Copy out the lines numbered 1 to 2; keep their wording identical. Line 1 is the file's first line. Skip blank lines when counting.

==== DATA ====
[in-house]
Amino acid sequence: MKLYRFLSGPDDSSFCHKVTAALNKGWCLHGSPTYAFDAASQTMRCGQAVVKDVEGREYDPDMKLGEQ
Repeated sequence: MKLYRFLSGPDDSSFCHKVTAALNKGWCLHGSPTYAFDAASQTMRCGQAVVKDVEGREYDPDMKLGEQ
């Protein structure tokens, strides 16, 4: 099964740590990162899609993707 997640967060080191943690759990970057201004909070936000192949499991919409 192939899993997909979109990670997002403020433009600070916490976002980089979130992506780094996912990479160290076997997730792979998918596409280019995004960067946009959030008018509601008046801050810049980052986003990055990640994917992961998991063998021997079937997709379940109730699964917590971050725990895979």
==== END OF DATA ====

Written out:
[in-house]
Amino acid sequence: MKLYRFLSGPDDSSFCHKVTAALNKGWCLHGSPTYAFDAASQTMRCGQAVVKDVEGREYDPDMKLGEQ